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A Newspaper Man Against The Klan

At a time when the KKK permeated the state legislature, a Muncie newspaperman was waging an editorial battle against the oppressive organization.

The Muncie Post-Democrat, 1923

Photo: Ball State University Digital Media Repository

A front page of The Muncie Post-Democrat in 1923.

It is a painful but persistent fact of Indiana history that the Ku Klux Klan permeated every level of state government in the 1920s. With David C. Stephenson, at its helm, the Indianapolis chapter swelled to 28,000 members—the country’s largest—by 1923.

The state legislature and many city halls were staffed with members of the so-called “Invisible Empire” by the time fellow Klansman Ed Jackson was elected to the governorship in 1924.

“The organizers of the Klan,” The Baltimore Sun reported, “were enrolling citizens so fast that they ran out of nightgowns three times.”

In 1925, Grand Dragon Stephenson was charged with the rape and murder of a female state employee. The scandal laid waste to the Klan’s self-appointed role as a keeper of morality, and Stephenson’s ensuing testimony led to the arrest of many state politicians for violations of the Corrupt Practices Act.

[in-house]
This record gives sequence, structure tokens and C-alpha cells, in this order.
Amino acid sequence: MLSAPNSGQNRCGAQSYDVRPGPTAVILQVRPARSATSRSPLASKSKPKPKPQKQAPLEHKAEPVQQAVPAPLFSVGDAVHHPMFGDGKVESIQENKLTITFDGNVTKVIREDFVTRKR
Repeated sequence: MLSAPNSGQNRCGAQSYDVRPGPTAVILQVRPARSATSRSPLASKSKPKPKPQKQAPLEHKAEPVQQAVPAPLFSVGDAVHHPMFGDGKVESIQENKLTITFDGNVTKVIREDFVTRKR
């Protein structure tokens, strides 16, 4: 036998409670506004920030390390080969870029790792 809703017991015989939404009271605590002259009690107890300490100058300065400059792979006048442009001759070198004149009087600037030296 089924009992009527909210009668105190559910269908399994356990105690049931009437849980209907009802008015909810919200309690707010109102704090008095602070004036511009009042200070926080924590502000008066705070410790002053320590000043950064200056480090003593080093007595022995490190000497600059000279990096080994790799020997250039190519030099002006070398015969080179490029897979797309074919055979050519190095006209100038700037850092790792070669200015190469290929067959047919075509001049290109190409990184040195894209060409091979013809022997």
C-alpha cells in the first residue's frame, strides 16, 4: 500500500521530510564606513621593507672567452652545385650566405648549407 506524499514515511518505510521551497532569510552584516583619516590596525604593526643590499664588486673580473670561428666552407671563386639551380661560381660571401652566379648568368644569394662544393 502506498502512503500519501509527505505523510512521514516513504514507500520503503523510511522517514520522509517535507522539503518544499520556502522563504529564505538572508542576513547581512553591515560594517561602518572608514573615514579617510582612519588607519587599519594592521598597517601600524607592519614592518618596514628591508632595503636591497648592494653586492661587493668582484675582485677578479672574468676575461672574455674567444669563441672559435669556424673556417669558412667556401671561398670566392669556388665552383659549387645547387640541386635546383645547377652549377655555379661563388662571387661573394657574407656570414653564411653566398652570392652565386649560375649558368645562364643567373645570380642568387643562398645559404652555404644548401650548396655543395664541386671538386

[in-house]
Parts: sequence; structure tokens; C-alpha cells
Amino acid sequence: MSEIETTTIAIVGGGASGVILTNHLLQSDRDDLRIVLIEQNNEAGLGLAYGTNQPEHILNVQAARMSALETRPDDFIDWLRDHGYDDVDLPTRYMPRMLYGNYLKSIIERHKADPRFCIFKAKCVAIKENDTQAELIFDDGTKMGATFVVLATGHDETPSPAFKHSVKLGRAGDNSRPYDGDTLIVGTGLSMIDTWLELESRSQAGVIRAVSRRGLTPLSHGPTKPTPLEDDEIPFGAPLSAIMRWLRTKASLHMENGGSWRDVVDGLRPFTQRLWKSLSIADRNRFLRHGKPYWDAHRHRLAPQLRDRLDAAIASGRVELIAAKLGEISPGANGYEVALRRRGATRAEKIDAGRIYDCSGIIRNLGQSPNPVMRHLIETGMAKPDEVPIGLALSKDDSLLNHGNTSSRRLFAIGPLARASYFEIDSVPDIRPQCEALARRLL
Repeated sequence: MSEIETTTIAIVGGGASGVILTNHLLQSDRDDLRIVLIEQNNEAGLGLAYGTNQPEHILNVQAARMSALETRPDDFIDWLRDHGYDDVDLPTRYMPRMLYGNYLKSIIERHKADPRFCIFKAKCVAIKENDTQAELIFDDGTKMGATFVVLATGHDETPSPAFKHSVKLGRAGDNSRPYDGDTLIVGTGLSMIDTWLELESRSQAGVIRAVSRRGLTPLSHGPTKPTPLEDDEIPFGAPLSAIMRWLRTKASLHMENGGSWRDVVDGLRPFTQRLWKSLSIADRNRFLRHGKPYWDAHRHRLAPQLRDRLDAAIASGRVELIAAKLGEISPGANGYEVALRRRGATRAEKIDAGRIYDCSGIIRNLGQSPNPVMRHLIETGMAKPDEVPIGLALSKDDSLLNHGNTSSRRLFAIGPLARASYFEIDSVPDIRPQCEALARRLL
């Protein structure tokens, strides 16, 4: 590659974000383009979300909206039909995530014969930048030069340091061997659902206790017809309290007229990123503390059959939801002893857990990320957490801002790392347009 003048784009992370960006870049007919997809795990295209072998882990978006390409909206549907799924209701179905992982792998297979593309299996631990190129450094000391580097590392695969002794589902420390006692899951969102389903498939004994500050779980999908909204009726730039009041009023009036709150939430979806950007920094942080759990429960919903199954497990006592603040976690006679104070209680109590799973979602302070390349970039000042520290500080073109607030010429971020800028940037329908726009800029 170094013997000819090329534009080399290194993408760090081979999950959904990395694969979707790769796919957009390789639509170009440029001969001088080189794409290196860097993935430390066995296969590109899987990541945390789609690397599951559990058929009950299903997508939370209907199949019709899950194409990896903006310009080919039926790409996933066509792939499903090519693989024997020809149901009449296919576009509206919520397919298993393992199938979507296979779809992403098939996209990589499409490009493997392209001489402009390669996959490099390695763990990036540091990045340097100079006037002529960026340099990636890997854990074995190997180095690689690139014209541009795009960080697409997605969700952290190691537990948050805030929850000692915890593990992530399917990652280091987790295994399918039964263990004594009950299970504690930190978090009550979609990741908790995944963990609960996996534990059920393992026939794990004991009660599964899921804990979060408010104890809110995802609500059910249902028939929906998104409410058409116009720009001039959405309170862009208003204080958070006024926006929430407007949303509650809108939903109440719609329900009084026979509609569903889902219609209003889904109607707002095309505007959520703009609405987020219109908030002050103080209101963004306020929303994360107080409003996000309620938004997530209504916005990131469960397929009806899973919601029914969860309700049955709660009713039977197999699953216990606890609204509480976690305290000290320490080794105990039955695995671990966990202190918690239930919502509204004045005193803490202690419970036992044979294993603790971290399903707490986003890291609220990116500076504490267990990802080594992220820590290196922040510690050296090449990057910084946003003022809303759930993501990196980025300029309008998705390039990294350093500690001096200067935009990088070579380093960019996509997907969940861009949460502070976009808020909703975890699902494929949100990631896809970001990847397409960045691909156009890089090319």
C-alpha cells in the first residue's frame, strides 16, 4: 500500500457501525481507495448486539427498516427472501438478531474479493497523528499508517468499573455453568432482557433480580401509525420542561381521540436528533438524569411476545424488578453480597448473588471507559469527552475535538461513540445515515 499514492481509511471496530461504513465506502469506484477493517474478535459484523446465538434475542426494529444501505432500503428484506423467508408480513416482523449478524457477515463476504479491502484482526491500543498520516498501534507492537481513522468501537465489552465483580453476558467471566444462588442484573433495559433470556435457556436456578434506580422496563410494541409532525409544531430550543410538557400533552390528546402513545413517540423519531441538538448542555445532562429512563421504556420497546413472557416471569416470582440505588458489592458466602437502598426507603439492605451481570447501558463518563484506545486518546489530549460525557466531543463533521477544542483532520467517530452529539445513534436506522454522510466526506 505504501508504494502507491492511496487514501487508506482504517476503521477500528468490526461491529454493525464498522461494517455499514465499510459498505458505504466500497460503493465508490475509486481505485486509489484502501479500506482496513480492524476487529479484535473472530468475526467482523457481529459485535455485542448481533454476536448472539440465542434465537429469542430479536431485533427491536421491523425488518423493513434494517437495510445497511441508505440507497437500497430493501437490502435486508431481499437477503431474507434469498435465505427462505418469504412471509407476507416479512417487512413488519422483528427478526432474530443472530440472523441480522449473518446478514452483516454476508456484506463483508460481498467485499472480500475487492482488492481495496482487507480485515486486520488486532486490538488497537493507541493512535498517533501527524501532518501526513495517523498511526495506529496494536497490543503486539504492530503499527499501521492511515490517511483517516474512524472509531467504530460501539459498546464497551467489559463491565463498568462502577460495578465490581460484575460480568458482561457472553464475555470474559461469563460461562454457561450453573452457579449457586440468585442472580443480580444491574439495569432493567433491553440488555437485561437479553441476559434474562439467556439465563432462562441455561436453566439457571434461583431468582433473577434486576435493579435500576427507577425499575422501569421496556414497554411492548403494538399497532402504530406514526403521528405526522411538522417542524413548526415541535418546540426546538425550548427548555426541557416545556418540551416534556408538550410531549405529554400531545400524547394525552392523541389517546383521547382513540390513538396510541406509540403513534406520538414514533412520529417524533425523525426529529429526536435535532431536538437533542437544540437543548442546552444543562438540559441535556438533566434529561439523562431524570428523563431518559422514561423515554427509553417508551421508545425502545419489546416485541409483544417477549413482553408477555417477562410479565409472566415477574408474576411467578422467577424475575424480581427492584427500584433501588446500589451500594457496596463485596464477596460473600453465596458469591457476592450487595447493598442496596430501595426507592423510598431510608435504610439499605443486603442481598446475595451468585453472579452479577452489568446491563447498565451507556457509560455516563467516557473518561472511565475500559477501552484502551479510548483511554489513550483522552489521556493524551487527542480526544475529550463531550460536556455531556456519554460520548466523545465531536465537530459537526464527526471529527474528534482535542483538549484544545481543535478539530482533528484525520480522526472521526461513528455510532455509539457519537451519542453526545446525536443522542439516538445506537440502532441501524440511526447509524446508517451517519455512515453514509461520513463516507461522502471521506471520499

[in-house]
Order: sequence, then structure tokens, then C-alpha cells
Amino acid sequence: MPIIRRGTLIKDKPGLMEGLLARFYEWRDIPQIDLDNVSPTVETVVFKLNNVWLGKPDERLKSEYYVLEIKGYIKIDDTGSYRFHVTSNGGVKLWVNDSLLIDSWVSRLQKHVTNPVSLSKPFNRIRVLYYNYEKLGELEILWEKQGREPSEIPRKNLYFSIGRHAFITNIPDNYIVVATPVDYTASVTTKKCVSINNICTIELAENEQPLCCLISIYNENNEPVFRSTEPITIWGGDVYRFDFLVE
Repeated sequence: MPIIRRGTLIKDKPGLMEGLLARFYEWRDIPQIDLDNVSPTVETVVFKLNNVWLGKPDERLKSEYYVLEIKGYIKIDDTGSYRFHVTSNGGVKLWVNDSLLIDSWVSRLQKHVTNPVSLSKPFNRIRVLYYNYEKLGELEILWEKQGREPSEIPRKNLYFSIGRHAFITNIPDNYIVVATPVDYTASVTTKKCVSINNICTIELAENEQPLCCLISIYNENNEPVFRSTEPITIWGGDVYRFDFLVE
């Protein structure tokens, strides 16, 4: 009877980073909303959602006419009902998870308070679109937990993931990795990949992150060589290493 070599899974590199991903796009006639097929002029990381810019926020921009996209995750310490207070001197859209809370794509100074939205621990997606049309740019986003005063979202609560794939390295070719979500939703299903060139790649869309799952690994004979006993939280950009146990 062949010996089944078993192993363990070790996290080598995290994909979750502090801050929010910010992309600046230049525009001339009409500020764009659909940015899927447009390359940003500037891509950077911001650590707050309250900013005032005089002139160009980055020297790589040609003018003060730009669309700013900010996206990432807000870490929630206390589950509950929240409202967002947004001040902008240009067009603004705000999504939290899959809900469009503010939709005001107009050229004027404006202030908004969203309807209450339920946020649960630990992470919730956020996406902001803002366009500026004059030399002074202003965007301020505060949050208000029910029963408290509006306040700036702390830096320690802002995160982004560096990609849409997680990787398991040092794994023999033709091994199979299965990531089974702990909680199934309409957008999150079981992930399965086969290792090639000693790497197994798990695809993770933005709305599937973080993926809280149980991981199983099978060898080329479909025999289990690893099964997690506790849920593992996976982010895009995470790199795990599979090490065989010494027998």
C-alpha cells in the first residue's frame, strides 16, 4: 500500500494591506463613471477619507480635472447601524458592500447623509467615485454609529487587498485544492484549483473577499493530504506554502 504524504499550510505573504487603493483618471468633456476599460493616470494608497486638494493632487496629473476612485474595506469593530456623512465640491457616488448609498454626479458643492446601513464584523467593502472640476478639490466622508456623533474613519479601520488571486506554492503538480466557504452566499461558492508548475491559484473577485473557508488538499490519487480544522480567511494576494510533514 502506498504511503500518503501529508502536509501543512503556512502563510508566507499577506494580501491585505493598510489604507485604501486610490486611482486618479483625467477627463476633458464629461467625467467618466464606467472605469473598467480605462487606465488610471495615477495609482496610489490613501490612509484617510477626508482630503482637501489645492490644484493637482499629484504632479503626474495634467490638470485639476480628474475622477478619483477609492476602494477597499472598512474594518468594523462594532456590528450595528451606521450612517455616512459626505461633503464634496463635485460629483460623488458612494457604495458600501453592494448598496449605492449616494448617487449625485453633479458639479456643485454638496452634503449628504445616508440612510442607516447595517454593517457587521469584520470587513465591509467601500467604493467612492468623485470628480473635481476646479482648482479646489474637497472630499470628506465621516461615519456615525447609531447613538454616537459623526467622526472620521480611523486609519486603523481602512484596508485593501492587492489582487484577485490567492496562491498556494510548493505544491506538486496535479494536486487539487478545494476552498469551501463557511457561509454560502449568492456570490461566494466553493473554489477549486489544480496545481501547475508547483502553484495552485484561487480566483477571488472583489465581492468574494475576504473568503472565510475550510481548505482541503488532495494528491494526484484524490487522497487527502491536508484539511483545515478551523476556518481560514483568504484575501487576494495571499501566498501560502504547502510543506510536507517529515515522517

The Indianapolis Times won a Pulitzer Prize in 1928 for its role in uncovering the scandals and corruption, and for breaking up the Klan’s stranglehold on the state.

It has been argued, however, that the Klan had already disintegrated before the publication of the Times exposé. Much earlier in the decade, a Muncie newspaperman was waging his own editorial battle against the oppressive organization.

George Dale, the founding editor of The Muncie Post-Democrat, had published his first attack on the Klan in 1922. Dale charged that Delaware County Circuit Court Judge Clarence Dearth was a Klansman who stacked juries with those of his ilk and gave light sentences to Klansmen convicted in his court.

Dearth subsequently found Dale in contempt of court and the editor spent his life savings defending his First Amendment right to print factual information, a story picked up by the national press.

Republican and Democratic newspapers across the country lauded Dale for his heroism, and readers nationwide contributed to his legal defense fund.

By 1927, The Post-Democrat’s circulation had swelled to 18,000—more than seven times its 1923 readership. By 1928, Klan membership statewide had dwindled to 7,000 from an estimated 300,000 at its peak.

The following year, Dale was elected mayor of Muncie.

Sources include:

Ron F. Smith, “The Klan’s Retribution Against an Indiana Editor: A Reconsideration.” The Indiana Magazine of History, 106 (December 2010) 381-400.

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